Maybe you should read this?
Words fascinate me. You know this. I know this. Maybe, we both know this. But there is a word that I’ve started to appreciate, more and more. It’s not a fancy word. It’s an everyday word. A grunt in an army. You’d throw it into a sentence, toss it in like throwaway ingredient you had lying around the kitchen and you wouldn’t think much of it. Like an onion. Or a pepper ball. Or maybe a bay leaf. I’ve used this word already in the paragraph above — twice. Have you spotted it? No? Maybe you should look again. There, I snuck it in again. Saw it this time?
The word is maybe.
Maybe brims with so much potential. It sways a sentence in innumerable directions. Maybe here. Maybe there. It’s made up of two separate words may and be, both verbs, one that allows (“may”, similar to “let” as in “let there be light” but a little less authoritative “May there be light?” Meek even, some would (may) say) — and one that is intrinsic to the existence of the entire universe — be. Being is a fascinating verb in its own right. You cannot stop being, at any point, in time, in the space allotted to you. I can think of no way of not being — even in death, your body is still being. You exist as a fragment in a memory, a story, if only to fade away so it becomes (be again, a different form perhaps, but with the same nature) something else.
But you add a dash of the meekness, the polite voice asking, maybe, if I may be. Maybe the British culture’s politeness is infecting me. (“May we rule your kingdom?”) Suddenly you have a new word, a form of being, taking up space all its own; but the world of words is crowded and every story, every essay, every teacher demands you to cut down the words, every word needs a place, and every word needs a reason to exist. Within this cacophony, one word rises, asking permission to exist. It’s not a verb, it’s a compilation of two verbs but it’s forgotten its verby nature. It’s become an adverb (even a noun), but it is still there, to swing a sentence this way and that, and every time it raises its head, asking permission, it doesn’t just ask permission to exist for its own sake, but to create a new possibility. Maybe there is space for more maybes.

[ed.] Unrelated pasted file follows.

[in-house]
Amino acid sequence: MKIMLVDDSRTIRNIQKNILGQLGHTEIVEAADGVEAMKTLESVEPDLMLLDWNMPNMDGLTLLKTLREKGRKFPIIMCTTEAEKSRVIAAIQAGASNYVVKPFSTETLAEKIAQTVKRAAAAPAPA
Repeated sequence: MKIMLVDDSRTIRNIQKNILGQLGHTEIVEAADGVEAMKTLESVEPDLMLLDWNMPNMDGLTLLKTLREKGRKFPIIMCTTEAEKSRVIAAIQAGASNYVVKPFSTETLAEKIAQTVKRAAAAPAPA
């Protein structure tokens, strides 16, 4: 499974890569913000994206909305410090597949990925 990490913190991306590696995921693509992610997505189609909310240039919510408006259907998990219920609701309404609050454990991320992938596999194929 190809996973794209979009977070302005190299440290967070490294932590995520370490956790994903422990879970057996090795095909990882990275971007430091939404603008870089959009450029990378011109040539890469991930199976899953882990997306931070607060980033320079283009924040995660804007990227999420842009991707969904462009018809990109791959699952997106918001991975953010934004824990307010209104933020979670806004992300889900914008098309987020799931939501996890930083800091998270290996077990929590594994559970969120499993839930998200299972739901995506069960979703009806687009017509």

I think of myself as a maybe, sometimes. A whirl of energy and potential, a splash of innumerable directions starting at my footstep. Yet, each time I rise, I ask permission, meekly, submissively, to exist. Maybe I don’t need to anymore? Maybe there has always been space? Maybe I have done enough to carve it out myself? So many maybes, each one leading to a question mark. Maybe we may find an answer.
“May an answer be.” That’s all I can hope for. Maybe, I could I continue hoping. Maybe, you will too.
The above was inspired by my current read: A Writer’s Diary by Toby Litt. Toby is my professor, the one I wanted to work with when I moved to London, the one I didn’t know I needed until I met him. I was in his final workshop at Birkbeck before he moved to a different university. Maybe, life works out.
What my friends are up to
Poetry — Tony got two of his poems Lohagarh & Parts of Speech published in an English/Marathi magazine. Check it out here.
Fiction — Jack got his first publishing credit with his short story The Jump in Skulls (Issue 2). Check it out here.
What I’ve been up to
I wrote a poem using Joseph Fasano’s poetry prompt. I quite like it.
I have a job-job now, and most of my writing is currently geared toward college submissions. I got this piece out about AI short stories. Nothing more. But this year is less about getting published and more about getting lost in words. Maybe, I’ll find my way back.
Until next month,
Sé onr sverdar sitja hvass!
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